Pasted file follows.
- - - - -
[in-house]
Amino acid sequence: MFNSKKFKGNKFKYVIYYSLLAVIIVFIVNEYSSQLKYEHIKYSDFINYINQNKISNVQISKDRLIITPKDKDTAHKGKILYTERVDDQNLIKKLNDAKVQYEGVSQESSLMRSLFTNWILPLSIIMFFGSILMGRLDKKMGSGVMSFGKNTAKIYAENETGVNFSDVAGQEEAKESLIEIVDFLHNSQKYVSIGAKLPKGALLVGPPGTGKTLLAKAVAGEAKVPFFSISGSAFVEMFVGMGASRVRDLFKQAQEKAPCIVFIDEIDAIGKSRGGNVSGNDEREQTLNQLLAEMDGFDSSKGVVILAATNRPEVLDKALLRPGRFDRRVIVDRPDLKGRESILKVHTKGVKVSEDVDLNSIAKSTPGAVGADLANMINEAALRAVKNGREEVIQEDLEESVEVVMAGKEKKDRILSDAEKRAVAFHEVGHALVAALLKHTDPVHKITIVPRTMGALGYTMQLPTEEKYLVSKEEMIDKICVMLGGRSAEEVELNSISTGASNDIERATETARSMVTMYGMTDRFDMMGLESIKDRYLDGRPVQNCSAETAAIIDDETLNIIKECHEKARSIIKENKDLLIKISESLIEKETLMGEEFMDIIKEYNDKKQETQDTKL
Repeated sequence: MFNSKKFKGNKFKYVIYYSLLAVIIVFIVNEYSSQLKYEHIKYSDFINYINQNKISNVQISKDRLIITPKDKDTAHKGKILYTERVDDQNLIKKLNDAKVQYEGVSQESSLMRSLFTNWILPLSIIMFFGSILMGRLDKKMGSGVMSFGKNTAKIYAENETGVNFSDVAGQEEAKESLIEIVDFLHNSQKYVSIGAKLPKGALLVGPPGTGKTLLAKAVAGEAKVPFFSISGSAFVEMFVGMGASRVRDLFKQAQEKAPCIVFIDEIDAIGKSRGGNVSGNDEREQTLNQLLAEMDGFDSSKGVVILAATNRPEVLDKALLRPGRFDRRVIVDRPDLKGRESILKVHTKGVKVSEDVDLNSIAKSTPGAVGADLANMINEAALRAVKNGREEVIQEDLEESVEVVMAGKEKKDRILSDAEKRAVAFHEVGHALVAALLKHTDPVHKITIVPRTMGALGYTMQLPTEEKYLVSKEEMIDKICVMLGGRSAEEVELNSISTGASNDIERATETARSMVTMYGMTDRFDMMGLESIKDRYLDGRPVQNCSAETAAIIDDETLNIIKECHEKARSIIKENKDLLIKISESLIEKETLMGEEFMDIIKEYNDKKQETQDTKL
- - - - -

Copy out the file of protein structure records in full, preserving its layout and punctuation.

[in-house]
Amino acid sequence: MFNSKKFKGNKFKYVIYYSLLAVIIVFIVNEYSSQLKYEHIKYSDFINYINQNKISNVQISKDRLIITPKDKDTAHKGKILYTERVDDQNLIKKLNDAKVQYEGVSQESSLMRSLFTNWILPLSIIMFFGSILMGRLDKKMGSGVMSFGKNTAKIYAENETGVNFSDVAGQEEAKESLIEIVDFLHNSQKYVSIGAKLPKGALLVGPPGTGKTLLAKAVAGEAKVPFFSISGSAFVEMFVGMGASRVRDLFKQAQEKAPCIVFIDEIDAIGKSRGGNVSGNDEREQTLNQLLAEMDGFDSSKGVVILAATNRPEVLDKALLRPGRFDRRVIVDRPDLKGRESILKVHTKGVKVSEDVDLNSIAKSTPGAVGADLANMINEAALRAVKNGREEVIQEDLEESVEVVMAGKEKKDRILSDAEKRAVAFHEVGHALVAALLKHTDPVHKITIVPRTMGALGYTMQLPTEEKYLVSKEEMIDKICVMLGGRSAEEVELNSISTGASNDIERATETARSMVTMYGMTDRFDMMGLESIKDRYLDGRPVQNCSAETAAIIDDETLNIIKECHEKARSIIKENKDLLIKISESLIEKETLMGEEFMDIIKEYNDKKQETQDTKL
Repeated sequence: MFNSKKFKGNKFKYVIYYSLLAVIIVFIVNEYSSQLKYEHIKYSDFINYINQNKISNVQISKDRLIITPKDKDTAHKGKILYTERVDDQNLIKKLNDAKVQYEGVSQESSLMRSLFTNWILPLSIIMFFGSILMGRLDKKMGSGVMSFGKNTAKIYAENETGVNFSDVAGQEEAKESLIEIVDFLHNSQKYVSIGAKLPKGALLVGPPGTGKTLLAKAVAGEAKVPFFSISGSAFVEMFVGMGASRVRDLFKQAQEKAPCIVFIDEIDAIGKSRGGNVSGNDEREQTLNQLLAEMDGFDSSKGVVILAATNRPEVLDKALLRPGRFDRRVIVDRPDLKGRESILKVHTKGVKVSEDVDLNSIAKSTPGAVGADLANMINEAALRAVKNGREEVIQEDLEESVEVVMAGKEKKDRILSDAEKRAVAFHEVGHALVAALLKHTDPVHKITIVPRTMGALGYTMQLPTEEKYLVSKEEMIDKICVMLGGRSAEEVELNSISTGASNDIERATETARSMVTMYGMTDRFDMMGLESIKDRYLDGRPVQNCSAETAAIIDDETLNIIKECHEKARSIIKENKDLLIKISESLIEKETLMGEEFMDIIKEYNDKKQETQDTKL